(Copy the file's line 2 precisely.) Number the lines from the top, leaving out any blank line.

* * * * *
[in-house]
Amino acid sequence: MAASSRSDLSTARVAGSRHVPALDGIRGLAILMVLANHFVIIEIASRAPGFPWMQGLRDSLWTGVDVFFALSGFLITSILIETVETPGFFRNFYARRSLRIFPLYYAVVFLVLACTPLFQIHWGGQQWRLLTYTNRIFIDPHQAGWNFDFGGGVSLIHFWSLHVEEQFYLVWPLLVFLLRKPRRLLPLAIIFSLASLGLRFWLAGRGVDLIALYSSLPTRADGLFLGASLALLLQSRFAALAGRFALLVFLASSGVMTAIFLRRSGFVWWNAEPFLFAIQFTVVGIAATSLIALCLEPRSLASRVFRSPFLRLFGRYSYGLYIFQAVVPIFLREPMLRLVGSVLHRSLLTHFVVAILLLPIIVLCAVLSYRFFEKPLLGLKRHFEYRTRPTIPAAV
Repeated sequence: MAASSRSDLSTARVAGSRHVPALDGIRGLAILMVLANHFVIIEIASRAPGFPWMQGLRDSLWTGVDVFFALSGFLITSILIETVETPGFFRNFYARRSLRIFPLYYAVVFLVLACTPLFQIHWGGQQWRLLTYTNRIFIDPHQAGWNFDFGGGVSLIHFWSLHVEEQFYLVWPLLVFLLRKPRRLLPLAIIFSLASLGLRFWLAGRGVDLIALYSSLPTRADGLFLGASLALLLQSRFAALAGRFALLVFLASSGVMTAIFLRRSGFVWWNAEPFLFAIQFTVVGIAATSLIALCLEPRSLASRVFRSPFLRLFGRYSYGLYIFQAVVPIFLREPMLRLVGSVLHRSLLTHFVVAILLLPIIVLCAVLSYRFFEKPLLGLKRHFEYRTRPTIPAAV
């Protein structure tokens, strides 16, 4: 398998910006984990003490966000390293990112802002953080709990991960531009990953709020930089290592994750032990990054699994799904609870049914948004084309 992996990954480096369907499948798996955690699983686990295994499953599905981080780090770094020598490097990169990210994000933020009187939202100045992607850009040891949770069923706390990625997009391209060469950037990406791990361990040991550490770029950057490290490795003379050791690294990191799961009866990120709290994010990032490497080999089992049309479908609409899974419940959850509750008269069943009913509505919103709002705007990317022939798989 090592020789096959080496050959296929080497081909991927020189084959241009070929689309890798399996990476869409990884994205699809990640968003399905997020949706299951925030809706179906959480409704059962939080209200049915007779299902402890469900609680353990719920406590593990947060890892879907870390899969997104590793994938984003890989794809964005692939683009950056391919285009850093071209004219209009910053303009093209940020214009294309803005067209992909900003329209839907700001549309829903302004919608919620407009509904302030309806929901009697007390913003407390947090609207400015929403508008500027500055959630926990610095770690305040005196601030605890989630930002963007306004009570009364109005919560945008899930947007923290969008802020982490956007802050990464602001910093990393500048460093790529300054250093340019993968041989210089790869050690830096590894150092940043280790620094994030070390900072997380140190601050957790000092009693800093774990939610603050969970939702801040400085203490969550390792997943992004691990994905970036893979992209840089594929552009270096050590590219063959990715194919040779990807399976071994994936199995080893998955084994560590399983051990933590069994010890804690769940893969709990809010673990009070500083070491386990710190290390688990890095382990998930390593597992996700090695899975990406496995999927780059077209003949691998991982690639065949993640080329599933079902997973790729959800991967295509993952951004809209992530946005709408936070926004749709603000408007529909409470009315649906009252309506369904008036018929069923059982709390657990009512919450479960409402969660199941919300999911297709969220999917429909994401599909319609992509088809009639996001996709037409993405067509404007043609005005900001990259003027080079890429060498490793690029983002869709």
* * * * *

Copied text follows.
Amino acid sequence: MAASSRSDLSTARVAGSRHVPALDGIRGLAILMVLANHFVIIEIASRAPGFPWMQGLRDSLWTGVDVFFALSGFLITSILIETVETPGFFRNFYARRSLRIFPLYYAVVFLVLACTPLFQIHWGGQQWRLLTYTNRIFIDPHQAGWNFDFGGGVSLIHFWSLHVEEQFYLVWPLLVFLLRKPRRLLPLAIIFSLASLGLRFWLAGRGVDLIALYSSLPTRADGLFLGASLALLLQSRFAALAGRFALLVFLASSGVMTAIFLRRSGFVWWNAEPFLFAIQFTVVGIAATSLIALCLEPRSLASRVFRSPFLRLFGRYSYGLYIFQAVVPIFLREPMLRLVGSVLHRSLLTHFVVAILLLPIIVLCAVLSYRFFEKPLLGLKRHFEYRTRPTIPAAV